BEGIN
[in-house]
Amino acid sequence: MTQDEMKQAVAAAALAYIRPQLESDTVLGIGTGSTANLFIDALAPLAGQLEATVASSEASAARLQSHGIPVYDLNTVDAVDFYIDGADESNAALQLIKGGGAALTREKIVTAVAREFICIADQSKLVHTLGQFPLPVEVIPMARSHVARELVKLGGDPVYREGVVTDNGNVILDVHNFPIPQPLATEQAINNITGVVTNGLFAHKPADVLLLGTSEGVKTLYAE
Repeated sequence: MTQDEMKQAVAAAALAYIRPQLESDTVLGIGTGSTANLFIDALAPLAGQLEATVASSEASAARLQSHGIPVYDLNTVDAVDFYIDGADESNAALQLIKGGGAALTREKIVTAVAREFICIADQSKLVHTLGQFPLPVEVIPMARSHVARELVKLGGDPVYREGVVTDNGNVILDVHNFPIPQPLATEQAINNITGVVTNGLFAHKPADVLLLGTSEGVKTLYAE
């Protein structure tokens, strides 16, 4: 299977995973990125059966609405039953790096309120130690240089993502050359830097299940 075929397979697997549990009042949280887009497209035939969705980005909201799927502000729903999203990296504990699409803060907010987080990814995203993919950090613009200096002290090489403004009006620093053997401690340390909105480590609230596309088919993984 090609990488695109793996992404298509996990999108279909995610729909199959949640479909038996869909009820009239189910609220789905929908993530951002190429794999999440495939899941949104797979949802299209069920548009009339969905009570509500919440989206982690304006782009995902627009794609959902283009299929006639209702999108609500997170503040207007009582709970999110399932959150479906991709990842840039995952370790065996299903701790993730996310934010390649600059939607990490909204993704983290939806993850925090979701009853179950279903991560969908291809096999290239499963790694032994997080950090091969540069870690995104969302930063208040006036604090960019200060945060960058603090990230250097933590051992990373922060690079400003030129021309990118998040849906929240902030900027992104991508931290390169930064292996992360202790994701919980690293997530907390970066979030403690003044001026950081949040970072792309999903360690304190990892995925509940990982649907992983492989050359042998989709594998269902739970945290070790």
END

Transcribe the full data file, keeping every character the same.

[in-house]
Amino acid sequence: MTQDEMKQAVAAAALAYIRPQLESDTVLGIGTGSTANLFIDALAPLAGQLEATVASSEASAARLQSHGIPVYDLNTVDAVDFYIDGADESNAALQLIKGGGAALTREKIVTAVAREFICIADQSKLVHTLGQFPLPVEVIPMARSHVARELVKLGGDPVYREGVVTDNGNVILDVHNFPIPQPLATEQAINNITGVVTNGLFAHKPADVLLLGTSEGVKTLYAE
Repeated sequence: MTQDEMKQAVAAAALAYIRPQLESDTVLGIGTGSTANLFIDALAPLAGQLEATVASSEASAARLQSHGIPVYDLNTVDAVDFYIDGADESNAALQLIKGGGAALTREKIVTAVAREFICIADQSKLVHTLGQFPLPVEVIPMARSHVARELVKLGGDPVYREGVVTDNGNVILDVHNFPIPQPLATEQAINNITGVVTNGLFAHKPADVLLLGTSEGVKTLYAE
């Protein structure tokens, strides 16, 4: 299977995973990125059966609405039953790096309120130690240089993502050359830097299940 075929397979697997549990009042949280887009497209035939969705980005909201799927502000729903999203990296504990699409803060907010987080990814995203993919950090613009200096002290090489403004009006620093053997401690340390909105480590609230596309088919993984 090609990488695109793996992404298509996990999108279909995610729909199959949640479909038996869909009820009239189910609220789905929908993530951002190429794999999440495939899941949104797979949802299209069920548009009339969905009570509500919440989206982690304006782009995902627009794609959902283009299929006639209702999108609500997170503040207007009582709970999110399932959150479906991709990842840039995952370790065996299903701790993730996310934010390649600059939607990490909204993704983290939806993850925090979701009853179950279903991560969908291809096999290239499963790694032994997080950090091969540069870690995104969302930063208040006036604090960019200060945060960058603090990230250097933590051992990373922060690079400003030129021309990118998040849906929240902030900027992104991508931290390169930064292996992360202790994701919980690293997530907390970066979030403690003044001026950081949040970072792309999903360690304190990892995925509940990982649907992983492989050359042998989709594998269902739970945290070790």